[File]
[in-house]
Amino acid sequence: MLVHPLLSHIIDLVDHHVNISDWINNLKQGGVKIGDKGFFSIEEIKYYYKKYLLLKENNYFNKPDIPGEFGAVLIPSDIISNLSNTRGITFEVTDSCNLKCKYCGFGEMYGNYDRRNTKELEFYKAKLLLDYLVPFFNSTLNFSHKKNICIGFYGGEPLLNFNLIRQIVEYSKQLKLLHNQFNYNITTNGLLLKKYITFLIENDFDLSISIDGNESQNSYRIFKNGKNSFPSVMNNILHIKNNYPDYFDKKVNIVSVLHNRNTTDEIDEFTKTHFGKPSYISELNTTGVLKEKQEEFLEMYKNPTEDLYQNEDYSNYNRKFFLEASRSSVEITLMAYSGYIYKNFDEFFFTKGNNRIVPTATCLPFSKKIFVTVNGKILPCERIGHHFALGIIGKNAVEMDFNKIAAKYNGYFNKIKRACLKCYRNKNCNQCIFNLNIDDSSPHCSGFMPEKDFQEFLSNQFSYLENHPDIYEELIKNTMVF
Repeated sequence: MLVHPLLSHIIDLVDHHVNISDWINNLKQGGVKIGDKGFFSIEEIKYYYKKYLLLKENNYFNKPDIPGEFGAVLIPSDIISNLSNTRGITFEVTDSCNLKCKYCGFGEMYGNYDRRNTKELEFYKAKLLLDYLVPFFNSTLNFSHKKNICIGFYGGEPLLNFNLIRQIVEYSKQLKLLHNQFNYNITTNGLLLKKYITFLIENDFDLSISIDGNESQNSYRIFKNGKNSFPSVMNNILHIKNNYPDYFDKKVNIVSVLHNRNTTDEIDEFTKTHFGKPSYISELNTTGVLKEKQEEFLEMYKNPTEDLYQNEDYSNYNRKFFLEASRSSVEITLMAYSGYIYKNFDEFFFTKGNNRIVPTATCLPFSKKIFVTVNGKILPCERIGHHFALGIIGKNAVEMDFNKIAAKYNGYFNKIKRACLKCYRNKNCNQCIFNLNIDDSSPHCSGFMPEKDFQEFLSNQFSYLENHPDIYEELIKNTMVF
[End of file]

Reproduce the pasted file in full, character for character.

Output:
[in-house]
Amino acid sequence: MLVHPLLSHIIDLVDHHVNISDWINNLKQGGVKIGDKGFFSIEEIKYYYKKYLLLKENNYFNKPDIPGEFGAVLIPSDIISNLSNTRGITFEVTDSCNLKCKYCGFGEMYGNYDRRNTKELEFYKAKLLLDYLVPFFNSTLNFSHKKNICIGFYGGEPLLNFNLIRQIVEYSKQLKLLHNQFNYNITTNGLLLKKYITFLIENDFDLSISIDGNESQNSYRIFKNGKNSFPSVMNNILHIKNNYPDYFDKKVNIVSVLHNRNTTDEIDEFTKTHFGKPSYISELNTTGVLKEKQEEFLEMYKNPTEDLYQNEDYSNYNRKFFLEASRSSVEITLMAYSGYIYKNFDEFFFTKGNNRIVPTATCLPFSKKIFVTVNGKILPCERIGHHFALGIIGKNAVEMDFNKIAAKYNGYFNKIKRACLKCYRNKNCNQCIFNLNIDDSSPHCSGFMPEKDFQEFLSNQFSYLENHPDIYEELIKNTMVF
Repeated sequence: MLVHPLLSHIIDLVDHHVNISDWINNLKQGGVKIGDKGFFSIEEIKYYYKKYLLLKENNYFNKPDIPGEFGAVLIPSDIISNLSNTRGITFEVTDSCNLKCKYCGFGEMYGNYDRRNTKELEFYKAKLLLDYLVPFFNSTLNFSHKKNICIGFYGGEPLLNFNLIRQIVEYSKQLKLLHNQFNYNITTNGLLLKKYITFLIENDFDLSISIDGNESQNSYRIFKNGKNSFPSVMNNILHIKNNYPDYFDKKVNIVSVLHNRNTTDEIDEFTKTHFGKPSYISELNTTGVLKEKQEEFLEMYKNPTEDLYQNEDYSNYNRKFFLEASRSSVEITLMAYSGYIYKNFDEFFFTKGNNRIVPTATCLPFSKKIFVTVNGKILPCERIGHHFALGIIGKNAVEMDFNKIAAKYNGYFNKIKRACLKCYRNKNCNQCIFNLNIDDSSPHCSGFMPEKDFQEFLSNQFSYLENHPDIYEELIKNTMVF